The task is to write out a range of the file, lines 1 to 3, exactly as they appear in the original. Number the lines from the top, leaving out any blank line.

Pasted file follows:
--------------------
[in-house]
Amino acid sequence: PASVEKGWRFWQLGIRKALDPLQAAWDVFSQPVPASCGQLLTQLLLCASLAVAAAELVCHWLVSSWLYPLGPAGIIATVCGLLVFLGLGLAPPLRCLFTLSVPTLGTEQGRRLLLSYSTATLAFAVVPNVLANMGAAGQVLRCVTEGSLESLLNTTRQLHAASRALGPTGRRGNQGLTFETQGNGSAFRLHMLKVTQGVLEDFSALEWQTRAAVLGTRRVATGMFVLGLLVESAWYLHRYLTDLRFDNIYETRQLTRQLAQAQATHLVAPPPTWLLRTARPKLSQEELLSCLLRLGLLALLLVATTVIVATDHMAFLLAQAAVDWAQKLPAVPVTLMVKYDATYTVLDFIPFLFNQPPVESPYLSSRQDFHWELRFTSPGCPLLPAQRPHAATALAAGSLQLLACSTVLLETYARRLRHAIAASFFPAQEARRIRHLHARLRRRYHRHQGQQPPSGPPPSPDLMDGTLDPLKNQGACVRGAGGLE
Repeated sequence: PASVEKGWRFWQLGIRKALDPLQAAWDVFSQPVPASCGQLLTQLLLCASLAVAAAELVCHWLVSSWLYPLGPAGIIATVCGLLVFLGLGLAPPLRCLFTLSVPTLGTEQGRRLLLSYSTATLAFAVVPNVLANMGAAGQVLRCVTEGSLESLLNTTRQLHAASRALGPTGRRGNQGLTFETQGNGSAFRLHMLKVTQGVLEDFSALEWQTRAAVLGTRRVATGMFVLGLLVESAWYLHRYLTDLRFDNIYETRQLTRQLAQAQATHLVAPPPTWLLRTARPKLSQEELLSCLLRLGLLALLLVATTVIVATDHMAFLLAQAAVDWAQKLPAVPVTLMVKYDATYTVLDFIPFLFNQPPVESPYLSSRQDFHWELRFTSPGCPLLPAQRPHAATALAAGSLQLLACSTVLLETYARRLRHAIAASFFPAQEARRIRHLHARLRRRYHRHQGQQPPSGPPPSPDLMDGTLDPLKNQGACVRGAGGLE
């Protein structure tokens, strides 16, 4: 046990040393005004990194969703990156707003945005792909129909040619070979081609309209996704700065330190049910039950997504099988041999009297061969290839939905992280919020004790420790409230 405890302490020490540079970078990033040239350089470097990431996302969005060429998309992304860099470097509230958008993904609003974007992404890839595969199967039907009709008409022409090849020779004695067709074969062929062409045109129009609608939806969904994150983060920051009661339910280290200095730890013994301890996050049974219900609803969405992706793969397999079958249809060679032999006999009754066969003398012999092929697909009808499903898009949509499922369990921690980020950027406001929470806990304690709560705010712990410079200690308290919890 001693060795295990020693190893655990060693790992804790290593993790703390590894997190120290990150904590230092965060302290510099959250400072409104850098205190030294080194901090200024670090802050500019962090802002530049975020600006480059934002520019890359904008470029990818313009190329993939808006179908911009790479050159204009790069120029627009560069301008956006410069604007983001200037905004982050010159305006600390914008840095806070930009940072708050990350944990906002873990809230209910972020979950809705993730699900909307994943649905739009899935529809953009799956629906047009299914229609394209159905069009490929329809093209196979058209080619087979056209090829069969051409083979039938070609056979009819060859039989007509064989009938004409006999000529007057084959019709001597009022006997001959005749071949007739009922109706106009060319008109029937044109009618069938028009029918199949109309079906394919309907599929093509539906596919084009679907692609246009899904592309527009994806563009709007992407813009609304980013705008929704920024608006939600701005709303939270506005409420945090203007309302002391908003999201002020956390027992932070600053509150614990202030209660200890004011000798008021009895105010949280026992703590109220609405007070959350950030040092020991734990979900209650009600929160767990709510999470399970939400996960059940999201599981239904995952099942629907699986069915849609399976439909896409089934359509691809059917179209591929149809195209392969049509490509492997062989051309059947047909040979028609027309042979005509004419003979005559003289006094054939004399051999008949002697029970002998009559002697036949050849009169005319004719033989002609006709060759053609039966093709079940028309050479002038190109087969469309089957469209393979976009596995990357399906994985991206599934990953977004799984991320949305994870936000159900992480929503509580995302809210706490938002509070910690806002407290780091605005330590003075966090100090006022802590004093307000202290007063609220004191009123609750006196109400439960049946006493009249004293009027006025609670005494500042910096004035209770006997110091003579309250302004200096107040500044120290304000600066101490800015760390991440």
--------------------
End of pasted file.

[in-house]
Amino acid sequence: PASVEKGWRFWQLGIRKALDPLQAAWDVFSQPVPASCGQLLTQLLLCASLAVAAAELVCHWLVSSWLYPLGPAGIIATVCGLLVFLGLGLAPPLRCLFTLSVPTLGTEQGRRLLLSYSTATLAFAVVPNVLANMGAAGQVLRCVTEGSLESLLNTTRQLHAASRALGPTGRRGNQGLTFETQGNGSAFRLHMLKVTQGVLEDFSALEWQTRAAVLGTRRVATGMFVLGLLVESAWYLHRYLTDLRFDNIYETRQLTRQLAQAQATHLVAPPPTWLLRTARPKLSQEELLSCLLRLGLLALLLVATTVIVATDHMAFLLAQAAVDWAQKLPAVPVTLMVKYDATYTVLDFIPFLFNQPPVESPYLSSRQDFHWELRFTSPGCPLLPAQRPHAATALAAGSLQLLACSTVLLETYARRLRHAIAASFFPAQEARRIRHLHARLRRRYHRHQGQQPPSGPPPSPDLMDGTLDPLKNQGACVRGAGGLE
Repeated sequence: PASVEKGWRFWQLGIRKALDPLQAAWDVFSQPVPASCGQLLTQLLLCASLAVAAAELVCHWLVSSWLYPLGPAGIIATVCGLLVFLGLGLAPPLRCLFTLSVPTLGTEQGRRLLLSYSTATLAFAVVPNVLANMGAAGQVLRCVTEGSLESLLNTTRQLHAASRALGPTGRRGNQGLTFETQGNGSAFRLHMLKVTQGVLEDFSALEWQTRAAVLGTRRVATGMFVLGLLVESAWYLHRYLTDLRFDNIYETRQLTRQLAQAQATHLVAPPPTWLLRTARPKLSQEELLSCLLRLGLLALLLVATTVIVATDHMAFLLAQAAVDWAQKLPAVPVTLMVKYDATYTVLDFIPFLFNQPPVESPYLSSRQDFHWELRFTSPGCPLLPAQRPHAATALAAGSLQLLACSTVLLETYARRLRHAIAASFFPAQEARRIRHLHARLRRRYHRHQGQQPPSGPPPSPDLMDGTLDPLKNQGACVRGAGGLE